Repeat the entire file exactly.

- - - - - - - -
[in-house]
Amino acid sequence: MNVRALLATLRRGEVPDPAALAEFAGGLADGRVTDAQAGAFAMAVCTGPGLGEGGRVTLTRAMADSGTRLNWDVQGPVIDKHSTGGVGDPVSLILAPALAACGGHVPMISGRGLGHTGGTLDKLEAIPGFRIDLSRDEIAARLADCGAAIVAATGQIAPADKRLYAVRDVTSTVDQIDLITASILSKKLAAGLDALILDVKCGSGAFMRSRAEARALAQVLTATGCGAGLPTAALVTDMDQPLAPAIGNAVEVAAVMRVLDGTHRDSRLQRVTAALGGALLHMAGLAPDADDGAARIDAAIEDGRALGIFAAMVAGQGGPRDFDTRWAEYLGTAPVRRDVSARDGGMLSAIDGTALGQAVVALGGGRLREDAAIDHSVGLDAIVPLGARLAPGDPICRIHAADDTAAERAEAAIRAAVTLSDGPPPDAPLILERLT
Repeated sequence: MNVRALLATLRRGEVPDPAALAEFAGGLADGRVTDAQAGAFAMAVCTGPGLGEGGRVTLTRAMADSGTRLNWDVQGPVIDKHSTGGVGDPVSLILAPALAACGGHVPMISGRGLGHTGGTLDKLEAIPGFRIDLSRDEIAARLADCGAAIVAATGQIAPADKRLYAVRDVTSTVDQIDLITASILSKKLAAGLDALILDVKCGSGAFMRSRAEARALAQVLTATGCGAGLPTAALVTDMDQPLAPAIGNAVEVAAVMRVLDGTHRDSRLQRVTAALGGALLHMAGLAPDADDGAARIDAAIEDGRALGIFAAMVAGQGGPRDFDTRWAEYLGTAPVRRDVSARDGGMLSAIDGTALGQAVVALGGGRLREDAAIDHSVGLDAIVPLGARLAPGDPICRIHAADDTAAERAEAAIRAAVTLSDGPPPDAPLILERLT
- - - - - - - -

[in-house]
Amino acid sequence: MNVRALLATLRRGEVPDPAALAEFAGGLADGRVTDAQAGAFAMAVCTGPGLGEGGRVTLTRAMADSGTRLNWDVQGPVIDKHSTGGVGDPVSLILAPALAACGGHVPMISGRGLGHTGGTLDKLEAIPGFRIDLSRDEIAARLADCGAAIVAATGQIAPADKRLYAVRDVTSTVDQIDLITASILSKKLAAGLDALILDVKCGSGAFMRSRAEARALAQVLTATGCGAGLPTAALVTDMDQPLAPAIGNAVEVAAVMRVLDGTHRDSRLQRVTAALGGALLHMAGLAPDADDGAARIDAAIEDGRALGIFAAMVAGQGGPRDFDTRWAEYLGTAPVRRDVSARDGGMLSAIDGTALGQAVVALGGGRLREDAAIDHSVGLDAIVPLGARLAPGDPICRIHAADDTAAERAEAAIRAAVTLSDGPPPDAPLILERLT
Repeated sequence: MNVRALLATLRRGEVPDPAALAEFAGGLADGRVTDAQAGAFAMAVCTGPGLGEGGRVTLTRAMADSGTRLNWDVQGPVIDKHSTGGVGDPVSLILAPALAACGGHVPMISGRGLGHTGGTLDKLEAIPGFRIDLSRDEIAARLADCGAAIVAATGQIAPADKRLYAVRDVTSTVDQIDLITASILSKKLAAGLDALILDVKCGSGAFMRSRAEARALAQVLTATGCGAGLPTAALVTDMDQPLAPAIGNAVEVAAVMRVLDGTHRDSRLQRVTAALGGALLHMAGLAPDADDGAARIDAAIEDGRALGIFAAMVAGQGGPRDFDTRWAEYLGTAPVRRDVSARDGGMLSAIDGTALGQAVVALGGGRLREDAAIDHSVGLDAIVPLGARLAPGDPICRIHAADDTAAERAEAAIRAAVTLSDGPPPDAPLILERLT